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Elementor Review – A Powerful Page Builder That You Can Use For Free

Last updated: 10 Comments

If there’s one thing WordPress users love, it’s drag and drop page builders. And when it comes to page builders, Elementor is one of my favorites.

Though Elementor is a relative newcomer to the page builder scene, it’s quickly become a popular option thanks to its smooth front-end builder interface and detailed styling options.

In this Elementor review, I’ll take you in-depth and hands-on with everything this plugin has to offer. For the purposes of the review, I’ll be using the free version of the plugin, but I’ll also hit you with some of the reasons you should consider upgrading to the Pro version.

Elementor Review – at a glance

Elementor Page Builder Review
  • Ease of use
  • Speed
  • Code Quality
  • WordPress Compatibility
  • Support & Documentation


This is by far our favourite WordPress Page Builder in 2017. The thing we like most about Elementor right now is the team behind the plugin. While there are now dozens of WordPress page builders to choose from, the team behind Elementor have been rapidly enhancing the plugin to be superior to any other Page Builder in just about every way possible.

What Do I Like About Elementor?

I’ll talk about what I like below. But let me start with what I love:

NO SHORTCODES. Scream it with me. Yell it from the rooftops.

If you ever decide to stop using Elementor, it leaves clean code in your WordPress Editor. There’s absolutely no shortcode lock-in like you’d experience with page builders like Visual Composer or Divi.

For example, after building a simple page with a button and some text, this is all Elementor leaves behind:

Elementor review no code lock in

But I don’t want to make it seem like being able to get away from Elementor is the only good part. It’s also got:

  • A great front-end visual editor
  • A solid element list, even in the free version (and better ones in the Pro version)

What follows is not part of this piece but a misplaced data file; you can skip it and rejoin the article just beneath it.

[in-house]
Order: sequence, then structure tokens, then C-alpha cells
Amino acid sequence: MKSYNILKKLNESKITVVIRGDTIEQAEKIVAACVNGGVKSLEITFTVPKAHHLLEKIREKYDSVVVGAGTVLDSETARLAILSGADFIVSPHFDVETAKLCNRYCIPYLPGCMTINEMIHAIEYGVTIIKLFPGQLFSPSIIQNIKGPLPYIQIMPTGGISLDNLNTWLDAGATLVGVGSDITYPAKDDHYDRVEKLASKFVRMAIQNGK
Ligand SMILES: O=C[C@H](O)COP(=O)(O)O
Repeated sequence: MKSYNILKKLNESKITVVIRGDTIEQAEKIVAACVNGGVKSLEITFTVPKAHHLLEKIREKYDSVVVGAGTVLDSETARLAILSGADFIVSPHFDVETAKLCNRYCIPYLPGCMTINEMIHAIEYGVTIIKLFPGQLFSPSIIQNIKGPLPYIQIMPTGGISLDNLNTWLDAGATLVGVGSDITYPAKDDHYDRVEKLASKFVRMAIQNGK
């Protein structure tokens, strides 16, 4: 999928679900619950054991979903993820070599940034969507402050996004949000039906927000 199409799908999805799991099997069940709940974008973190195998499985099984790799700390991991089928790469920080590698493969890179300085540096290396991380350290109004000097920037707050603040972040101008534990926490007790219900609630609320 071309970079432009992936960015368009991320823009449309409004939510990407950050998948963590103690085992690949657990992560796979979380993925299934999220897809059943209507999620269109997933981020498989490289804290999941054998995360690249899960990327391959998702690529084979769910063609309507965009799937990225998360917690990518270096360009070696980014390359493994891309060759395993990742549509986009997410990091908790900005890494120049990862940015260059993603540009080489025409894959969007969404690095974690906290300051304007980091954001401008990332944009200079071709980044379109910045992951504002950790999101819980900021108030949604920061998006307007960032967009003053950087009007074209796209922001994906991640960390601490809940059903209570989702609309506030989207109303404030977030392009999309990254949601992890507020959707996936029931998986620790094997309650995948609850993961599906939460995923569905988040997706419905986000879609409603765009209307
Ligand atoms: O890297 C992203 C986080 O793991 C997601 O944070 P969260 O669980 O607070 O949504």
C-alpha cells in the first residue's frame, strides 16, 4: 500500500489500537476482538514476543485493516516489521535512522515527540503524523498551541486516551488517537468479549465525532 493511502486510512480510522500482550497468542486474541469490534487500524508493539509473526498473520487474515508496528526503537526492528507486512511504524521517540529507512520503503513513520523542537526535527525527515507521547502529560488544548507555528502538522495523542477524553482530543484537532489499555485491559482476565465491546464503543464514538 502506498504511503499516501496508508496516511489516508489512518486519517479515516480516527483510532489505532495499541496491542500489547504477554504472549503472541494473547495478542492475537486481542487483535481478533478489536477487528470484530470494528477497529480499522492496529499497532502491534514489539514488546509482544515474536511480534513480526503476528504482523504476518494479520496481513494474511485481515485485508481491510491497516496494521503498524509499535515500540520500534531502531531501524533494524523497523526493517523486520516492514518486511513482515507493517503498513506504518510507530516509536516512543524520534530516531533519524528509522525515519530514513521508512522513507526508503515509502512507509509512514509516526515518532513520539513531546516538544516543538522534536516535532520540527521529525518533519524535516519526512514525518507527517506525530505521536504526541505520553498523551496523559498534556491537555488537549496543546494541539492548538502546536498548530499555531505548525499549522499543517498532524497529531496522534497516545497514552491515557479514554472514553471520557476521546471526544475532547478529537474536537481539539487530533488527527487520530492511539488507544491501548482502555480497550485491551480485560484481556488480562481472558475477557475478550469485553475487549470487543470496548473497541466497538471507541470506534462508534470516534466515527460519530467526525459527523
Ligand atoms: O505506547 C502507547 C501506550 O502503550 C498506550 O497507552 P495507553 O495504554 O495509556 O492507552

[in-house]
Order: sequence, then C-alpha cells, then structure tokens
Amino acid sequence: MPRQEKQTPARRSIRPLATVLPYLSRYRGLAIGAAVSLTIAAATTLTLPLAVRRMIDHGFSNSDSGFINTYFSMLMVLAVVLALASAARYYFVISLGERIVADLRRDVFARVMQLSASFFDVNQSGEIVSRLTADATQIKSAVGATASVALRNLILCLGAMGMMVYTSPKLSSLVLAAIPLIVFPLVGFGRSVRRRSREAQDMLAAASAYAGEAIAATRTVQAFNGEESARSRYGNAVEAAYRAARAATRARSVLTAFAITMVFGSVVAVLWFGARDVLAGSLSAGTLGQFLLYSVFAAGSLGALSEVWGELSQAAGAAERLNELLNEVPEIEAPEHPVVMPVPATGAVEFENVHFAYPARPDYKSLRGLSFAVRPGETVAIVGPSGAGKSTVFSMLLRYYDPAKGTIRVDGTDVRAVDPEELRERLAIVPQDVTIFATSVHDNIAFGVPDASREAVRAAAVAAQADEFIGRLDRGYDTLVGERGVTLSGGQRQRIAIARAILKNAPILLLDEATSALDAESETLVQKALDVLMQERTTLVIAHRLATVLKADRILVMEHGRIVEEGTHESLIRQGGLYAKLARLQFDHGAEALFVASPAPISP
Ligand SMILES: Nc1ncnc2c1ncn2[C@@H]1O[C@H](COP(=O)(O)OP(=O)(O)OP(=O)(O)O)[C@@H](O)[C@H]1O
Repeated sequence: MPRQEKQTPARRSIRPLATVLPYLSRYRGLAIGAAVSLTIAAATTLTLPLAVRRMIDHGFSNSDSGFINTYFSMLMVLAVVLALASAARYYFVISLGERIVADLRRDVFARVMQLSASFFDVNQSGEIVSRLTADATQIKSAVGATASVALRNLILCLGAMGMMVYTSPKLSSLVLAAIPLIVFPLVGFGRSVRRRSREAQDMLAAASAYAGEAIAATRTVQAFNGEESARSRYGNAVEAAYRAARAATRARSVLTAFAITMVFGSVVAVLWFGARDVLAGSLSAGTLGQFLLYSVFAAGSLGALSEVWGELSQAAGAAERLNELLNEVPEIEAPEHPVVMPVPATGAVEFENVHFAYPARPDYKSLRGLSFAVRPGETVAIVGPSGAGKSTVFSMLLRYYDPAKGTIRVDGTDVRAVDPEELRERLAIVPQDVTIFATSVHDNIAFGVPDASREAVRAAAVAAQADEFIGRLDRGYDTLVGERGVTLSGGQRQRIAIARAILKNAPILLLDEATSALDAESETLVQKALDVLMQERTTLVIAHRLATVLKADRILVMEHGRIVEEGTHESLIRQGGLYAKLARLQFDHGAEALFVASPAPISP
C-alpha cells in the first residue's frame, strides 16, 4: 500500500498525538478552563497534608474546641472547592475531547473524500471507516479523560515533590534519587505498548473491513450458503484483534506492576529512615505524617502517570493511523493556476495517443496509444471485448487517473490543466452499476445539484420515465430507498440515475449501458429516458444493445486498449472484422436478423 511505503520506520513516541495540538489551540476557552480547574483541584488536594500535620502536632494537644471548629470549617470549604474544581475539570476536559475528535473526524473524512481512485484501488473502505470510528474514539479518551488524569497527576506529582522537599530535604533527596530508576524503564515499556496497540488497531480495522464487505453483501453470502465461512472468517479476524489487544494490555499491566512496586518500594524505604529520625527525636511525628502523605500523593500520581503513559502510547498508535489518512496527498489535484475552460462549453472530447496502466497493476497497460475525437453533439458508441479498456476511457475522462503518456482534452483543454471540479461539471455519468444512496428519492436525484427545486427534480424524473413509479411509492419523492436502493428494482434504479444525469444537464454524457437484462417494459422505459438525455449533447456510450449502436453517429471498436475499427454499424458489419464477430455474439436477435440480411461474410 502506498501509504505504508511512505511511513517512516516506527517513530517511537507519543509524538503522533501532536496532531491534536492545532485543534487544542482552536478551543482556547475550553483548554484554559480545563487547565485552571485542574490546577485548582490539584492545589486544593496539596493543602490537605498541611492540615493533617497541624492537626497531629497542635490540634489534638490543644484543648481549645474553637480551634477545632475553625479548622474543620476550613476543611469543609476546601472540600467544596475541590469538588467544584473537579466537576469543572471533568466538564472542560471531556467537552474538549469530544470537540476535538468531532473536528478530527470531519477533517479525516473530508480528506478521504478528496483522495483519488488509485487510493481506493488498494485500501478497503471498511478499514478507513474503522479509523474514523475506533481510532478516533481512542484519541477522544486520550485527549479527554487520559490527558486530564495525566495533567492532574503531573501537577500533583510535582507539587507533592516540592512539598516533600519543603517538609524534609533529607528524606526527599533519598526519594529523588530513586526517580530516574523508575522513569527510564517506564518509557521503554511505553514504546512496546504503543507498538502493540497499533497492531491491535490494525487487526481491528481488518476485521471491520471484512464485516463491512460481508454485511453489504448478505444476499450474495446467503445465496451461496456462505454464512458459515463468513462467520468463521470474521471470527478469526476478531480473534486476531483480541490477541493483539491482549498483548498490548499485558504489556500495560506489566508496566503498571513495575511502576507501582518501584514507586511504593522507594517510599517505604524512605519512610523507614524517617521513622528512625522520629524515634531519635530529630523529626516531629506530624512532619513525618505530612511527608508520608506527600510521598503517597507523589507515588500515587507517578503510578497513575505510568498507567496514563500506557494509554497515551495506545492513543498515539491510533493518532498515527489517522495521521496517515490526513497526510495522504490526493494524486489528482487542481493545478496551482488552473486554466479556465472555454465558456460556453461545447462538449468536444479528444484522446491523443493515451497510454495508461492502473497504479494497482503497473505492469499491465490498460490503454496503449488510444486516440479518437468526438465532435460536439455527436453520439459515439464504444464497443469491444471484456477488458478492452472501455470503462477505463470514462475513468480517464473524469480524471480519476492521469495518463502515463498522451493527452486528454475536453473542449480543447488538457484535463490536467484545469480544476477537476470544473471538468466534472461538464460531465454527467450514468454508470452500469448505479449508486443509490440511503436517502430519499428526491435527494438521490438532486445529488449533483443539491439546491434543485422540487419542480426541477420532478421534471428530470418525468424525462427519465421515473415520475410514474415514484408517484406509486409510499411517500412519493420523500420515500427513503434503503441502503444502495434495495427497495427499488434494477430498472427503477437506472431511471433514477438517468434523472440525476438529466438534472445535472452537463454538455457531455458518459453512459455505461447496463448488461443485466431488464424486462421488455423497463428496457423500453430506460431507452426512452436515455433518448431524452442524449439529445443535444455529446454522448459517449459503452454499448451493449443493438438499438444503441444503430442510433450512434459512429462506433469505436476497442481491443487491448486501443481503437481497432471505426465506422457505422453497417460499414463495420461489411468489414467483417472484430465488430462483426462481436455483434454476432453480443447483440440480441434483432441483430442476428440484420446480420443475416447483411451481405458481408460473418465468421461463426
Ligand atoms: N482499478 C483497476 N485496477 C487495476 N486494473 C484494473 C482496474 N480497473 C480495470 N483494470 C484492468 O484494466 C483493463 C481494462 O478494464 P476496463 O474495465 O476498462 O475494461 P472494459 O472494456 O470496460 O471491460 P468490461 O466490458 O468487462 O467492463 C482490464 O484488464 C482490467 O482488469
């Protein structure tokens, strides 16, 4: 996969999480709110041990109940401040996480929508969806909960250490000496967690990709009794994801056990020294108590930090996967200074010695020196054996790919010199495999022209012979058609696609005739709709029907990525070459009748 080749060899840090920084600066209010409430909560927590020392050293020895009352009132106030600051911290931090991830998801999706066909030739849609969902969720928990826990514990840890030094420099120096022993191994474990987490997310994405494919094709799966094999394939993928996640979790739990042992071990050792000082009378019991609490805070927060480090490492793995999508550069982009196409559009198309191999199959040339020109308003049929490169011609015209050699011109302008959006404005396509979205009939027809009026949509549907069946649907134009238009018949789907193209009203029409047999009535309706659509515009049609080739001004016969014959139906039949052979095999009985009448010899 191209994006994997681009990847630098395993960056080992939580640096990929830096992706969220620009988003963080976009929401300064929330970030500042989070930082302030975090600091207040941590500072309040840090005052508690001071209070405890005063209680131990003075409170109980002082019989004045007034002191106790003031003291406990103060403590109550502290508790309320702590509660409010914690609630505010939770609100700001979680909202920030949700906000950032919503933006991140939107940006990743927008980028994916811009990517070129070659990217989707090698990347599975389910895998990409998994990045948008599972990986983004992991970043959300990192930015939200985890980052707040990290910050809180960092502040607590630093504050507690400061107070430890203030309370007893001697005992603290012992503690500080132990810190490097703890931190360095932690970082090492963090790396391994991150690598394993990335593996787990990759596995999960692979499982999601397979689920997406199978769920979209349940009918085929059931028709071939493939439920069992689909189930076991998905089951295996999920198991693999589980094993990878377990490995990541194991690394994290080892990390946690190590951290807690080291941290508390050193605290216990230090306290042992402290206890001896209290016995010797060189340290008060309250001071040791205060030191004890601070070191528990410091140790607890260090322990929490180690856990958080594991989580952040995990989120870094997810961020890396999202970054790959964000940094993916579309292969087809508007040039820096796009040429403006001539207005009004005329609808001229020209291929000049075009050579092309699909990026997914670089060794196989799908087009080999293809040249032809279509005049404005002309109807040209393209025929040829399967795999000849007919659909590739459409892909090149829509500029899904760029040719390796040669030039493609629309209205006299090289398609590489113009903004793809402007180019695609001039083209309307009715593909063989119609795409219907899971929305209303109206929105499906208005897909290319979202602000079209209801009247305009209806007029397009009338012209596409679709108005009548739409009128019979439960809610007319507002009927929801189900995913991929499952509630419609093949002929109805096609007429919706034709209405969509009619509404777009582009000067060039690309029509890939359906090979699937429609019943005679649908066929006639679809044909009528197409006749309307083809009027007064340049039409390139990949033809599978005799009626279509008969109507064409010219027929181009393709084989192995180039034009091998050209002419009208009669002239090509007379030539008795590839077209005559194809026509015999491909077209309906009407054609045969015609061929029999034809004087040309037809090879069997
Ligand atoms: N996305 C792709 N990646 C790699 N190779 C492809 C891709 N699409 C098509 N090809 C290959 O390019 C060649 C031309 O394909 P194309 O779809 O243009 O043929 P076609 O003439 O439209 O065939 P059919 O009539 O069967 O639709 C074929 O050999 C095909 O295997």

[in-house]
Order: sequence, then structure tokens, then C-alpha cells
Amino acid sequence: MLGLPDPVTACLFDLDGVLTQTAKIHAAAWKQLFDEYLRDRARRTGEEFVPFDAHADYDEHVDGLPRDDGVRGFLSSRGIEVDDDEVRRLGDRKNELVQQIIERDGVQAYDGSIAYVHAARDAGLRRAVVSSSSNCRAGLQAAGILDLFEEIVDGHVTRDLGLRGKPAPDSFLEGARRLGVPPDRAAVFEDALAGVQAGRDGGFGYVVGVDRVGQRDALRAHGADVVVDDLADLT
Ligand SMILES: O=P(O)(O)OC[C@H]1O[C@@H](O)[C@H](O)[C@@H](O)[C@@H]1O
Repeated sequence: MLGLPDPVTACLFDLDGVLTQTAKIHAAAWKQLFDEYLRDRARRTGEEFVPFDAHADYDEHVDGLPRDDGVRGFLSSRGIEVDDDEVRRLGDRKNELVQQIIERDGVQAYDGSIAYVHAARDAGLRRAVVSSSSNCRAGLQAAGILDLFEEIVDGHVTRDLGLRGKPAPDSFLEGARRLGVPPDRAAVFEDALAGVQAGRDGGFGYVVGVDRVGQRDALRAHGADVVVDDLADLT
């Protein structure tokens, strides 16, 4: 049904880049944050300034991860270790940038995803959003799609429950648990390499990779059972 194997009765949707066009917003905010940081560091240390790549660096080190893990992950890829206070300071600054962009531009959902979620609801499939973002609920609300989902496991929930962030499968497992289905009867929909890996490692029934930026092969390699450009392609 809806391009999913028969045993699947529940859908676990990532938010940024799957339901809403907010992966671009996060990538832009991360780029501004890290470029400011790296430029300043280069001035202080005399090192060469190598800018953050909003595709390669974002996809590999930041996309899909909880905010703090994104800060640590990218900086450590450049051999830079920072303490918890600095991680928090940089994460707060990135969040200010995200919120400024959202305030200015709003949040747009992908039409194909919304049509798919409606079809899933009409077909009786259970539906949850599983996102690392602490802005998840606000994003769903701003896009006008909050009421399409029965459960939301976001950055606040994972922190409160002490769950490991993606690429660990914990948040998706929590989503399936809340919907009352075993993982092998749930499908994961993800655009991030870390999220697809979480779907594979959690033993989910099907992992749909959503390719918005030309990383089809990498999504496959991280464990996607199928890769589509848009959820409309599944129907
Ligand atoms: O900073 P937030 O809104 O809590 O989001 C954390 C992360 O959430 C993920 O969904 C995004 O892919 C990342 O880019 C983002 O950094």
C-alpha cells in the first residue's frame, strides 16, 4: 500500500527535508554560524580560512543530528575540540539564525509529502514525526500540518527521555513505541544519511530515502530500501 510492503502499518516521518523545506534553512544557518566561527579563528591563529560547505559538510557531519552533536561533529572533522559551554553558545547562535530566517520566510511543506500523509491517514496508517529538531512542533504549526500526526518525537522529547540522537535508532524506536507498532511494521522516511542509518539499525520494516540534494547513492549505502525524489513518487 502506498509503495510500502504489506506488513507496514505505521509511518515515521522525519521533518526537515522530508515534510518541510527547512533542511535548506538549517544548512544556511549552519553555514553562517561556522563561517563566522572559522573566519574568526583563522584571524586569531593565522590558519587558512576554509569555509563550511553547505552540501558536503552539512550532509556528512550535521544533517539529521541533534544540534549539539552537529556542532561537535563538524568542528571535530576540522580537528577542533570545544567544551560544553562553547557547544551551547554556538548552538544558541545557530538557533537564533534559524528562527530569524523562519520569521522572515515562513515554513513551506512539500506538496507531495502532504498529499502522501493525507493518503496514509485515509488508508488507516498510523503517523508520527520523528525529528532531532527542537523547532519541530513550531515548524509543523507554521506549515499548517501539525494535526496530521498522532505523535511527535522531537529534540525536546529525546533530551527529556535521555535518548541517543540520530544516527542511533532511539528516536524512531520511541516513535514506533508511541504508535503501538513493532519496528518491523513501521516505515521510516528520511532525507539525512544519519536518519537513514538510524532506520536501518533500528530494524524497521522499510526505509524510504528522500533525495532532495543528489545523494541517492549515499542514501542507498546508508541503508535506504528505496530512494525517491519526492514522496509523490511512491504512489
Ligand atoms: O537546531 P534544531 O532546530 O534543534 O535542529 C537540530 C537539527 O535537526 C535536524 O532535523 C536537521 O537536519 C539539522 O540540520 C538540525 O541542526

• Tons of premade layouts in both the free and Pro version
  • Detailed control over styling and positioning for each element
  • The ability to create dedicated landing pages (with a free third-party plugin)
  • And lots, lots more.

Hands-on Elementor Review

Ok, enough with the jibber-jabber. Let’s actually dig into the Elementor page builder. When you install and activate it, you’ll get this handy new button on all of your posts and pages:

To start editing with Elementor, all you need to do is give it a click.

Then, you’ll find yourself in the Elementor interface:

As I said, Elementor is a front-end visual builder. So while you’re building your page, you’ll see the final product exactly like your readers will.

To get started, you can either build your page from scratch or use a template.

Building a Page from Scratch with Elementor

Elementor’s interface is a breeze to use. Not only is it smooth and glitch-free, it also lets you go in-depth into how you position your elements.

To get started, you first need to add a Section. Think of a section as a container, while Elements are the actual content that fits inside that container. You can set up different default column widths, though you can always resize these later:

Ok, so you can see I went with a nice three-column layout. Now, to add Elements to that layout, you just need to drag them over from the left-hand side. So to add, say, a button, you just drag it over:

Then, you can configure the basic details for the button like its text, link, alignment, and size in the Content tab:

If you hop over to the Style tab, you can configure colors and borders for your button:

And finally, the Advanced tab lets you go in-depth with your button’s positioning. You can add margins, padding, or custom CSS. Then you can even add animation and some other cool settings!

You don’t need to use the Advanced tab. You’re perfectly capable of building pages without it. But if you want the added control, it’s there for you.

Resizing Columns for Better Page Layouts

Ok, so I added a few more elements to go alongside my button:

But let’s say you don’t like how small the video is – you want its column to be wider. To do that, all you need to do is hover in the middle and drag its column width over:

Saving Created Layouts as Templates

Let’s say you create a layout you’re absolutely in love with. You love it so much that you want to use it on multiple pages. Do you have to re-create it from scratch each time you want to use it? Nope!

You can save any layout as a template:

Which brings me to my next point…

Using Premade Templates to Save Time

Elementor also includes their own premade templates, so you don’t always need to start from a blank canvas. If you opt to go with one of the premade templates (or one of your saved templates), it just takes a few clicks to get started:

Then, you can edit and manipulate all of the content just like you could if you’d built the design yourself:

The templates are a great option because they eliminate the need to build a page’s layout. Instead, you’re free to just focus on content.

Previewing How Your Designs Look on Different Devices

Ok, last thing I’m going to show you for now. Because we live in an increasingly mobile-centric world, it’s important that your designs look great on both desktop AND mobile. Makes sense, right?